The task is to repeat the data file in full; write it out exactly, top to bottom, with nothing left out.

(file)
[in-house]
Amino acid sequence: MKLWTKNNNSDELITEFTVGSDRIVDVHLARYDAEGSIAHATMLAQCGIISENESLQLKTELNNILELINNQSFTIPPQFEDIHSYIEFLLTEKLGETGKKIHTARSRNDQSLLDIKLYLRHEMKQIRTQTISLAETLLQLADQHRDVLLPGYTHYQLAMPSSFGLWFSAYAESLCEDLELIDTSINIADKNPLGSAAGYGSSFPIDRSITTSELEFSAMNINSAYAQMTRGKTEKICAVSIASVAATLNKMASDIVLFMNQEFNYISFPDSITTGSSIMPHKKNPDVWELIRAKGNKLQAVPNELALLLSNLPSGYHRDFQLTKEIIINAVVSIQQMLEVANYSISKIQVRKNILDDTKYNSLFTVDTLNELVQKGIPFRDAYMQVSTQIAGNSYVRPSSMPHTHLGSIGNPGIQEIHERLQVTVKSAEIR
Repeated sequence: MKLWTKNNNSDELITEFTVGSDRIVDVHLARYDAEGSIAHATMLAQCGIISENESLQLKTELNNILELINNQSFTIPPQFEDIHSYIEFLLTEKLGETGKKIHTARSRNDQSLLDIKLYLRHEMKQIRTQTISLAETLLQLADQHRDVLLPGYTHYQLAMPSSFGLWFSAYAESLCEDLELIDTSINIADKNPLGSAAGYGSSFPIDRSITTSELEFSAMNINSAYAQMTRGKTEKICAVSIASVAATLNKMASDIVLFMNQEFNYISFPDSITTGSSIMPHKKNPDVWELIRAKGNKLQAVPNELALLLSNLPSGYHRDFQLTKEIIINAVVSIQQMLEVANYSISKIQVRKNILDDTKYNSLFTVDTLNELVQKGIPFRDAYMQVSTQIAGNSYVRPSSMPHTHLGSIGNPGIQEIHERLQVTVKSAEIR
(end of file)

[in-house]
Amino acid sequence: MKLWTKNNNSDELITEFTVGSDRIVDVHLARYDAEGSIAHATMLAQCGIISENESLQLKTELNNILELINNQSFTIPPQFEDIHSYIEFLLTEKLGETGKKIHTARSRNDQSLLDIKLYLRHEMKQIRTQTISLAETLLQLADQHRDVLLPGYTHYQLAMPSSFGLWFSAYAESLCEDLELIDTSINIADKNPLGSAAGYGSSFPIDRSITTSELEFSAMNINSAYAQMTRGKTEKICAVSIASVAATLNKMASDIVLFMNQEFNYISFPDSITTGSSIMPHKKNPDVWELIRAKGNKLQAVPNELALLLSNLPSGYHRDFQLTKEIIINAVVSIQQMLEVANYSISKIQVRKNILDDTKYNSLFTVDTLNELVQKGIPFRDAYMQVSTQIAGNSYVRPSSMPHTHLGSIGNPGIQEIHERLQVTVKSAEIR
Repeated sequence: MKLWTKNNNSDELITEFTVGSDRIVDVHLARYDAEGSIAHATMLAQCGIISENESLQLKTELNNILELINNQSFTIPPQFEDIHSYIEFLLTEKLGETGKKIHTARSRNDQSLLDIKLYLRHEMKQIRTQTISLAETLLQLADQHRDVLLPGYTHYQLAMPSSFGLWFSAYAESLCEDLELIDTSINIADKNPLGSAAGYGSSFPIDRSITTSELEFSAMNINSAYAQMTRGKTEKICAVSIASVAATLNKMASDIVLFMNQEFNYISFPDSITTGSSIMPHKKNPDVWELIRAKGNKLQAVPNELALLLSNLPSGYHRDFQLTKEIIINAVVSIQQMLEVANYSISKIQVRKNILDDTKYNSLFTVDTLNELVQKGIPFRDAYMQVSTQIAGNSYVRPSSMPHTHLGSIGNPGIQEIHERLQVTVKSAEIR